for them to come around and say, ‘That’s my ambition. That’s what I’d like to do.’”
At Osler, 27% of partners are female. To boost the numbers, the firm recently launched a maternity/parental leave buddy system whereby male or female associates can buddy up with a more senior colleague to stay on top of what’s happening at work while they’re off caring for baby. As they get closer to returning to work, the buddy catches them up on files they’ll be working on. Ten new parents in Toronto took part in a pilot project and the program has rolled out across the country. Osler also recently started a female lawyer network that meets regularly.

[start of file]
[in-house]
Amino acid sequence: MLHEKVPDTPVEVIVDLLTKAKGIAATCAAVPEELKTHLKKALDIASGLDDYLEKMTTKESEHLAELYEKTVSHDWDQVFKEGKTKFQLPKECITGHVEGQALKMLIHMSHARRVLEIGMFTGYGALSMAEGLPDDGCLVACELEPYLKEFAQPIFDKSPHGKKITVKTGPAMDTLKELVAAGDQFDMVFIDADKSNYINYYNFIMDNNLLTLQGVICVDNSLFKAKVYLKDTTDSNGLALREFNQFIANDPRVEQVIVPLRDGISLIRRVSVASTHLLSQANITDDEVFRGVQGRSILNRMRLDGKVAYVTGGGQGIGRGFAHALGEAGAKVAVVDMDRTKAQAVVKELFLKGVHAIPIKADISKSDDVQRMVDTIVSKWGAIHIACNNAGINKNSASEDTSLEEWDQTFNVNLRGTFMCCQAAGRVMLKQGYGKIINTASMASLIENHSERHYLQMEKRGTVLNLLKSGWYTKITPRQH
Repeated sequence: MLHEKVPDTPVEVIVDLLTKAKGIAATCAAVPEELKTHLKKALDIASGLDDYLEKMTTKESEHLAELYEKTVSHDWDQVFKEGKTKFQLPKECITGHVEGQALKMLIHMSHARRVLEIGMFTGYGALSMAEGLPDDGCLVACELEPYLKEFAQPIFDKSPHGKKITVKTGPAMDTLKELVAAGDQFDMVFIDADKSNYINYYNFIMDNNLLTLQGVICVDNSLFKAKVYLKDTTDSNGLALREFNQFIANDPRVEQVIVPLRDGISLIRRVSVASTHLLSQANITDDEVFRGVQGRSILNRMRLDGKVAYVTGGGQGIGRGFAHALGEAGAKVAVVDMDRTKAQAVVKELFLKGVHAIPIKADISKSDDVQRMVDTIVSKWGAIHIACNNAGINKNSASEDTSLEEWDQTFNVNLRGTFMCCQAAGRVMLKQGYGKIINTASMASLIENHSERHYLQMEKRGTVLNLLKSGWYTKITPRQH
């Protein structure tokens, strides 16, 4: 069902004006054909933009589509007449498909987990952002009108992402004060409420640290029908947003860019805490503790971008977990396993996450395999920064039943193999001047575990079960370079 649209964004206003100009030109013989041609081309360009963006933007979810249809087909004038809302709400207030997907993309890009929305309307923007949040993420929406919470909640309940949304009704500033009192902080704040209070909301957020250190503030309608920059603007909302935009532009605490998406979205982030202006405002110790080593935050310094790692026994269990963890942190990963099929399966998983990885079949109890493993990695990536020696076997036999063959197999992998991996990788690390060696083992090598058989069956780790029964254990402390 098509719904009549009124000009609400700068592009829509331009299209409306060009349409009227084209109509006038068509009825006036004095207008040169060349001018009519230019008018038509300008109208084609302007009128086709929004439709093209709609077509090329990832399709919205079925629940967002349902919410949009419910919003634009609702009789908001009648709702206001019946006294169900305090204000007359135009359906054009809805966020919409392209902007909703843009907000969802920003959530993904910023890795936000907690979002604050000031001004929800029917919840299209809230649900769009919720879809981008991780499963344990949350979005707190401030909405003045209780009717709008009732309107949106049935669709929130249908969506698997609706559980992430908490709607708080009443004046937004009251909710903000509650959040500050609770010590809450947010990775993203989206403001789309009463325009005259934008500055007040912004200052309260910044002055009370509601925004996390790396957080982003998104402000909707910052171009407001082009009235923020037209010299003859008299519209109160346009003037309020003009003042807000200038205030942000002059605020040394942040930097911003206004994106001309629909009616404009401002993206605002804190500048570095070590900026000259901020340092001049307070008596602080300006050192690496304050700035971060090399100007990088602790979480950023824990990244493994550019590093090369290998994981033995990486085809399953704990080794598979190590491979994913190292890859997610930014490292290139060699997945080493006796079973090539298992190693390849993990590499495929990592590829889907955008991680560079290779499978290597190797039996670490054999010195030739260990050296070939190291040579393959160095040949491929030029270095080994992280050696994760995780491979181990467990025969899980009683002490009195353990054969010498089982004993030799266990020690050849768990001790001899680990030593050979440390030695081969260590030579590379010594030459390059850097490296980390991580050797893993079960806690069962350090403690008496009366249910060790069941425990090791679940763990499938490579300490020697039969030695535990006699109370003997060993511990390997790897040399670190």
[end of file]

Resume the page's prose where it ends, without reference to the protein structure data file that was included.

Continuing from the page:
Having a cheerleader also helps. Osler, Cisco and many other companies have formal mentorship and sponsorship programs for men and women to help them grow through the ranks. RBC has mentoring roundtables and “speed networking” sessions for both sexes, as well as a Junior Pipeline geared to training, coaching and mentoring female junior employees, plus a book club for high-performing women. BMO Financial Group ran a 12-month sponsorship pilot program last year to connect talented women with senior leaders. Close to 90% of all participants received a promotion or stretch assignment within the year. The program is rolling out nationally.
“Early on in my career, I met women who had become executives and… they would openly say that the way they got there was, ‘I behaved like a man,’” recalls François Hudon, head of BMO’s customer contact centre and a member of the bank’s leadership committee for inclusion and diversity. “How engaging is that for a young woman?”